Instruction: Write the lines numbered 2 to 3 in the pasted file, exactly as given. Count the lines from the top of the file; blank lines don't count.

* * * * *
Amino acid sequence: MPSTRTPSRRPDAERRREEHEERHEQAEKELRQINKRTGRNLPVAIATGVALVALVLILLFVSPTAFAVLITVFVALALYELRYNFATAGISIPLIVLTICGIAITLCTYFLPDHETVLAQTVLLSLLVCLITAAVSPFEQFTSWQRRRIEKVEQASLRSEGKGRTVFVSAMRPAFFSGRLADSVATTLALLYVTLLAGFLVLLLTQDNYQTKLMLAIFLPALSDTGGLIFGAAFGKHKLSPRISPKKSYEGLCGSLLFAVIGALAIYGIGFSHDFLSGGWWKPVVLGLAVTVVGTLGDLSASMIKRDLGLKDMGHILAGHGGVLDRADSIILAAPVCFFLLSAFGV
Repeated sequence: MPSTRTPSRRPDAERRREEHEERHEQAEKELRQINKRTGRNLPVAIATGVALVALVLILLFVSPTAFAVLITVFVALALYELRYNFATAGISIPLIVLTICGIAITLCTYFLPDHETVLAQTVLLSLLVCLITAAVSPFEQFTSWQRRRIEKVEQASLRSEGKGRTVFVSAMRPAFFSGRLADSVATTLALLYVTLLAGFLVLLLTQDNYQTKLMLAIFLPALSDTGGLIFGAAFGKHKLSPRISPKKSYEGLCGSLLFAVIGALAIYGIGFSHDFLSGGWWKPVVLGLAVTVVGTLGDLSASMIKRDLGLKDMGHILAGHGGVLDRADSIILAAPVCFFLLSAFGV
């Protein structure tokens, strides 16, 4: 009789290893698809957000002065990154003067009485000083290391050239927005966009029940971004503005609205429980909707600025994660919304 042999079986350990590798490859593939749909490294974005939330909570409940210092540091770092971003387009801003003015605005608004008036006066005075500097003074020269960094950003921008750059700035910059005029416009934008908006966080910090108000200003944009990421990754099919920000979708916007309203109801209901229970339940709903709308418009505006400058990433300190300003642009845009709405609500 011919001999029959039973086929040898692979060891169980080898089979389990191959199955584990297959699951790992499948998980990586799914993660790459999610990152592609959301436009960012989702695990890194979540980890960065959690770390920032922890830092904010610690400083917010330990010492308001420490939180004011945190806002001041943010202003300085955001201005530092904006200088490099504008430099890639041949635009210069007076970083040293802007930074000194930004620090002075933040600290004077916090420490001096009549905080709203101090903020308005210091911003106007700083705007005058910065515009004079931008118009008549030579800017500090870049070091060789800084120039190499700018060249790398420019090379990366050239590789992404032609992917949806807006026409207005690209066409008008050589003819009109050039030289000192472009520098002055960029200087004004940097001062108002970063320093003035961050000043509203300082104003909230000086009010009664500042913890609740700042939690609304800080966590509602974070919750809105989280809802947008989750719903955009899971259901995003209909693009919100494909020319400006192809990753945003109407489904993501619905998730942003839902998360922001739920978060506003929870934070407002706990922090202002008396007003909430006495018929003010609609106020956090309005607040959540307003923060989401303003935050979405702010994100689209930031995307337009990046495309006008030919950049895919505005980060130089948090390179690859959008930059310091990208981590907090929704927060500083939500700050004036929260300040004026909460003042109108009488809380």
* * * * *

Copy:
Repeated sequence: MPSTRTPSRRPDAERRREEHEERHEQAEKELRQINKRTGRNLPVAIATGVALVALVLILLFVSPTAFAVLITVFVALALYELRYNFATAGISIPLIVLTICGIAITLCTYFLPDHETVLAQTVLLSLLVCLITAAVSPFEQFTSWQRRRIEKVEQASLRSEGKGRTVFVSAMRPAFFSGRLADSVATTLALLYVTLLAGFLVLLLTQDNYQTKLMLAIFLPALSDTGGLIFGAAFGKHKLSPRISPKKSYEGLCGSLLFAVIGALAIYGIGFSHDFLSGGWWKPVVLGLAVTVVGTLGDLSASMIKRDLGLKDMGHILAGHGGVLDRADSIILAAPVCFFLLSAFGV
């Protein structure tokens, strides 16, 4: 009789290893698809957000002065990154003067009485000083290391050239927005966009029940971004503005609205429980909707600025994660919304 042999079986350990590798490859593939749909490294974005939330909570409940210092540091770092971003387009801003003015605005608004008036006066005075500097003074020269960094950003921008750059700035910059005029416009934008908006966080910090108000200003944009990421990754099919920000979708916007309203109801209901229970339940709903709308418009505006400058990433300190300003642009845009709405609500 011919001999029959039973086929040898692979060891169980080898089979389990191959199955584990297959699951790992499948998980990586799914993660790459999610990152592609959301436009960012989702695990890194979540980890960065959690770390920032922890830092904010610690400083917010330990010492308001420490939180004011945190806002001041943010202003300085955001201005530092904006200088490099504008430099890639041949635009210069007076970083040293802007930074000194930004620090002075933040600290004077916090420490001096009549905080709203101090903020308005210091911003106007700083705007005058910065515009004079931008118009008549030579800017500090870049070091060789800084120039190499700018060249790398420019090379990366050239590789992404032609992917949806807006026409207005690209066409008008050589003819009109050039030289000192472009520098002055960029200087004004940097001062108002970063320093003035961050000043509203300082104003909230000086009010009664500042913890609740700042939690609304800080966590509602974070919750809105989280809802947008989750719903955009899971259901995003209909693009919100494909020319400006192809990753945003109407489904993501619905998730942003839902998360922001739920978060506003929870934070407002706990922090202002008396007003909430006495018929003010609609106020956090309005607040959540307003923060989401303003935050979405702010994100689209930031995307337009990046495309006008030919950049895919505005980060130089948090390179690859959008930059310091990208981590907090929704927060500083939500700050004036929260300040004026909460003042109108009488809380």